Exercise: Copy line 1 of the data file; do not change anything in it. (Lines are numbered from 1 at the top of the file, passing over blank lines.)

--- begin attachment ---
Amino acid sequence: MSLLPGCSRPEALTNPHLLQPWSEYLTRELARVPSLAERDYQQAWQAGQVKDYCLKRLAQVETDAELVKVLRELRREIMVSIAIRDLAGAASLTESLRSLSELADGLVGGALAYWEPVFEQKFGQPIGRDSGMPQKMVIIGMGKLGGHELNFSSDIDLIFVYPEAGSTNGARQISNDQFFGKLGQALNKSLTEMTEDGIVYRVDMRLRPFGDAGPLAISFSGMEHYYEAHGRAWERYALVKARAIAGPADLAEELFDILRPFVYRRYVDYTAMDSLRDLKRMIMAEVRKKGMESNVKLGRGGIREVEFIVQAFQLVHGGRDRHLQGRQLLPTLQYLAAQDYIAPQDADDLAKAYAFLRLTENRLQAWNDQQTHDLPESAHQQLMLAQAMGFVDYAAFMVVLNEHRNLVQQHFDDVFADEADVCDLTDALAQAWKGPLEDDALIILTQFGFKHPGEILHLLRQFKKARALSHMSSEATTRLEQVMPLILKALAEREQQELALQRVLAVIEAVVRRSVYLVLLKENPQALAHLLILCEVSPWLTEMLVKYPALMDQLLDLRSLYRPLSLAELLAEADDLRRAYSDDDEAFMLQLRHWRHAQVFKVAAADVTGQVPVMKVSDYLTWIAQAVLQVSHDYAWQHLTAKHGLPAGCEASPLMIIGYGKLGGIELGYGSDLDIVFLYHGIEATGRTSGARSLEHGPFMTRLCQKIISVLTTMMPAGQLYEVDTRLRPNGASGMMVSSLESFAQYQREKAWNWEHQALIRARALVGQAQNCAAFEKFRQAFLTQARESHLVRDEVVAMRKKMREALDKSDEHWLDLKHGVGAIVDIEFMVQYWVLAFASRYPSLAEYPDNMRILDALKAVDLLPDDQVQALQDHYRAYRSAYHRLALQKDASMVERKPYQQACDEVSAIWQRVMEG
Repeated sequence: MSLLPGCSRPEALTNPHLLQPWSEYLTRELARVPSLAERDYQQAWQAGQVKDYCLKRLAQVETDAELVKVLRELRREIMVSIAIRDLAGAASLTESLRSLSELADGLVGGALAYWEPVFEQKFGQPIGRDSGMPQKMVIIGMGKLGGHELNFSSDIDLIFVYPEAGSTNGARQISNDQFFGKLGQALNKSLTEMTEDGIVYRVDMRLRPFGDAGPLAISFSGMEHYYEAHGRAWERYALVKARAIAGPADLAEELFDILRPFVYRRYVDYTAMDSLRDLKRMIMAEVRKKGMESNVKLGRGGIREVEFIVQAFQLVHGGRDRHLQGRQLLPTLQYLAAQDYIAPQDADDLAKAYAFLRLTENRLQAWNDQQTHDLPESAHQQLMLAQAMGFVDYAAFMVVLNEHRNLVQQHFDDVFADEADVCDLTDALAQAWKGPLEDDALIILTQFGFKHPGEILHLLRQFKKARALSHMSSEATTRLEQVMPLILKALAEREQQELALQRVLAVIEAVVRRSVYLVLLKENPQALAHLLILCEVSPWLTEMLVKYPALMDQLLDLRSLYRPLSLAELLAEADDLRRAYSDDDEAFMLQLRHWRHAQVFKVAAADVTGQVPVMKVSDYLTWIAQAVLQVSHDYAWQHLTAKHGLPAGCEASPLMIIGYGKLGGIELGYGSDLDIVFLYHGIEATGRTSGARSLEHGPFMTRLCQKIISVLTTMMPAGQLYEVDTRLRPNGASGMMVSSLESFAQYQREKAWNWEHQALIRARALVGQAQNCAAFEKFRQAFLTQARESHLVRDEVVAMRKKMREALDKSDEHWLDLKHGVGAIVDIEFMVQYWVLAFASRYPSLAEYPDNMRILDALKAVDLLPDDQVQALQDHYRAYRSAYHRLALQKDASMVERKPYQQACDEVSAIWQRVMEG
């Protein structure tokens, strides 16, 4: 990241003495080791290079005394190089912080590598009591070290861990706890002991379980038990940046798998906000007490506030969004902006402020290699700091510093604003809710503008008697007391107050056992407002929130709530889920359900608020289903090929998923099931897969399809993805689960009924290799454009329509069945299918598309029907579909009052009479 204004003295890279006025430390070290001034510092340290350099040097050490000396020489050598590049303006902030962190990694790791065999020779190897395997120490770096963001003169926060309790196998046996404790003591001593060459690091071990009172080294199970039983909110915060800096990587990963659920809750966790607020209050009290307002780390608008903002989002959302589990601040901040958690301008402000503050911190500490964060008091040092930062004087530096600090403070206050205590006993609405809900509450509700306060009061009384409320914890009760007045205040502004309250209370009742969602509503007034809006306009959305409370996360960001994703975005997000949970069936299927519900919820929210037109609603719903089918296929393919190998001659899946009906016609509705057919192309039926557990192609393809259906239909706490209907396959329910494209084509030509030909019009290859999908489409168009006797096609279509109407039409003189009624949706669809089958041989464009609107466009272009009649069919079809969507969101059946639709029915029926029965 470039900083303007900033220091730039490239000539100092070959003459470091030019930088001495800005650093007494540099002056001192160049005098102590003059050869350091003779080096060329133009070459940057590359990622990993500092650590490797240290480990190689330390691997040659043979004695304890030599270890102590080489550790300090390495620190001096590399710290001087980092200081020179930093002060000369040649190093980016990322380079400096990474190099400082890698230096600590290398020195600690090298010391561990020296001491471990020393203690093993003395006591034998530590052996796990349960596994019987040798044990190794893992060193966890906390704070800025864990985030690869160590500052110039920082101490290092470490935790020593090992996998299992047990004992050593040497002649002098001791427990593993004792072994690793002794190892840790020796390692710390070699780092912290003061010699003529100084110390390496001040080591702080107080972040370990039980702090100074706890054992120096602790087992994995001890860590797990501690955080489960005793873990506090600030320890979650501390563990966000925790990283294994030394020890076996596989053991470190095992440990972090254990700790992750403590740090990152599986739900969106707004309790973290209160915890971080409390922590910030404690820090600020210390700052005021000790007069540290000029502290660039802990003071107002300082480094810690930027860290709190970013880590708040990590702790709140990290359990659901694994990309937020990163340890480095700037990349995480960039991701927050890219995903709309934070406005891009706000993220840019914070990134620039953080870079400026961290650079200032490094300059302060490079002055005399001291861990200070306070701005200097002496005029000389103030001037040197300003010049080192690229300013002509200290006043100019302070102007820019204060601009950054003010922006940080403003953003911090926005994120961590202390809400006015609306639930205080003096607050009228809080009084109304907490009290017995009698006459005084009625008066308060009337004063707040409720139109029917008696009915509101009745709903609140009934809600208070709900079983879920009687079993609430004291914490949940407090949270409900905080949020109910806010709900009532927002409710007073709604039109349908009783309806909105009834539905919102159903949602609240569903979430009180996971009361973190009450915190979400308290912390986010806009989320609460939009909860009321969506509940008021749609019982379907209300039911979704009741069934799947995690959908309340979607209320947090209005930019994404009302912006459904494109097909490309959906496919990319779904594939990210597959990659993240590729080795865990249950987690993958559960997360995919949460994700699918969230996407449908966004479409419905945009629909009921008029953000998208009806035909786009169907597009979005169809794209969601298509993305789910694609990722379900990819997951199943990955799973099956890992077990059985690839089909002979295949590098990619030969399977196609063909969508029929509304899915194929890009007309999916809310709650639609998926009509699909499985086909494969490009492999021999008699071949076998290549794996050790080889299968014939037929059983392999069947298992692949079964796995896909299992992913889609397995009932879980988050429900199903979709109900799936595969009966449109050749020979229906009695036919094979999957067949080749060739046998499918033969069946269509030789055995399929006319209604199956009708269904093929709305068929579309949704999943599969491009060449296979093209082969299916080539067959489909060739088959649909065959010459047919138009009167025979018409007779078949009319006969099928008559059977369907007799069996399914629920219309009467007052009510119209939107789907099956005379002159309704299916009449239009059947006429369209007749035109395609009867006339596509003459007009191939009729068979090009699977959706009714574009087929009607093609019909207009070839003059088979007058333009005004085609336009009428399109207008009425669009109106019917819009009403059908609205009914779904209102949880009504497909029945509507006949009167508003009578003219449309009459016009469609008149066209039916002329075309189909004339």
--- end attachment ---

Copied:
Amino acid sequence: MSLLPGCSRPEALTNPHLLQPWSEYLTRELARVPSLAERDYQQAWQAGQVKDYCLKRLAQVETDAELVKVLRELRREIMVSIAIRDLAGAASLTESLRSLSELADGLVGGALAYWEPVFEQKFGQPIGRDSGMPQKMVIIGMGKLGGHELNFSSDIDLIFVYPEAGSTNGARQISNDQFFGKLGQALNKSLTEMTEDGIVYRVDMRLRPFGDAGPLAISFSGMEHYYEAHGRAWERYALVKARAIAGPADLAEELFDILRPFVYRRYVDYTAMDSLRDLKRMIMAEVRKKGMESNVKLGRGGIREVEFIVQAFQLVHGGRDRHLQGRQLLPTLQYLAAQDYIAPQDADDLAKAYAFLRLTENRLQAWNDQQTHDLPESAHQQLMLAQAMGFVDYAAFMVVLNEHRNLVQQHFDDVFADEADVCDLTDALAQAWKGPLEDDALIILTQFGFKHPGEILHLLRQFKKARALSHMSSEATTRLEQVMPLILKALAEREQQELALQRVLAVIEAVVRRSVYLVLLKENPQALAHLLILCEVSPWLTEMLVKYPALMDQLLDLRSLYRPLSLAELLAEADDLRRAYSDDDEAFMLQLRHWRHAQVFKVAAADVTGQVPVMKVSDYLTWIAQAVLQVSHDYAWQHLTAKHGLPAGCEASPLMIIGYGKLGGIELGYGSDLDIVFLYHGIEATGRTSGARSLEHGPFMTRLCQKIISVLTTMMPAGQLYEVDTRLRPNGASGMMVSSLESFAQYQREKAWNWEHQALIRARALVGQAQNCAAFEKFRQAFLTQARESHLVRDEVVAMRKKMREALDKSDEHWLDLKHGVGAIVDIEFMVQYWVLAFASRYPSLAEYPDNMRILDALKAVDLLPDDQVQALQDHYRAYRSAYHRLALQKDASMVERKPYQQACDEVSAIWQRVMEG